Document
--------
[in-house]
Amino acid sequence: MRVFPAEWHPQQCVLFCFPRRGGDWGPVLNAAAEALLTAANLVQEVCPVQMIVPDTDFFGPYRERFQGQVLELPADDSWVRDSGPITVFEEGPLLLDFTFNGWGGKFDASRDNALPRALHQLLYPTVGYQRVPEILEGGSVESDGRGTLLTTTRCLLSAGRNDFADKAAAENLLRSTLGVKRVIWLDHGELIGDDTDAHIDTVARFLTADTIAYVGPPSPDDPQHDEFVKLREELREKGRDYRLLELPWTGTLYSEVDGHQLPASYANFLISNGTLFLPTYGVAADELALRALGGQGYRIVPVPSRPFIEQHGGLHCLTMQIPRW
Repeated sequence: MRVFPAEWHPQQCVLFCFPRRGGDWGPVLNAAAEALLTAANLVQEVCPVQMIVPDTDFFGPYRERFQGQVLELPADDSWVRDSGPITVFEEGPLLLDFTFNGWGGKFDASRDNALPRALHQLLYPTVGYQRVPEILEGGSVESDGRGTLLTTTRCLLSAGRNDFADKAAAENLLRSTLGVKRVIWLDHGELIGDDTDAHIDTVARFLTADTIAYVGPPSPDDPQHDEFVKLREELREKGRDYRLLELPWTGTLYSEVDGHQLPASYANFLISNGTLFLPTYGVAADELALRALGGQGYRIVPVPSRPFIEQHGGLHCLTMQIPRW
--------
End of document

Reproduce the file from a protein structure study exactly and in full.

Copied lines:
[in-house]
Amino acid sequence: MRVFPAEWHPQQCVLFCFPRRGGDWGPVLNAAAEALLTAANLVQEVCPVQMIVPDTDFFGPYRERFQGQVLELPADDSWVRDSGPITVFEEGPLLLDFTFNGWGGKFDASRDNALPRALHQLLYPTVGYQRVPEILEGGSVESDGRGTLLTTTRCLLSAGRNDFADKAAAENLLRSTLGVKRVIWLDHGELIGDDTDAHIDTVARFLTADTIAYVGPPSPDDPQHDEFVKLREELREKGRDYRLLELPWTGTLYSEVDGHQLPASYANFLISNGTLFLPTYGVAADELALRALGGQGYRIVPVPSRPFIEQHGGLHCLTMQIPRW
Repeated sequence: MRVFPAEWHPQQCVLFCFPRRGGDWGPVLNAAAEALLTAANLVQEVCPVQMIVPDTDFFGPYRERFQGQVLELPADDSWVRDSGPITVFEEGPLLLDFTFNGWGGKFDASRDNALPRALHQLLYPTVGYQRVPEILEGGSVESDGRGTLLTTTRCLLSAGRNDFADKAAAENLLRSTLGVKRVIWLDHGELIGDDTDAHIDTVARFLTADTIAYVGPPSPDDPQHDEFVKLREELREKGRDYRLLELPWTGTLYSEVDGHQLPASYANFLISNGTLFLPTYGVAADELALRALGGQGYRIVPVPSRPFIEQHGGLHCLTMQIPRW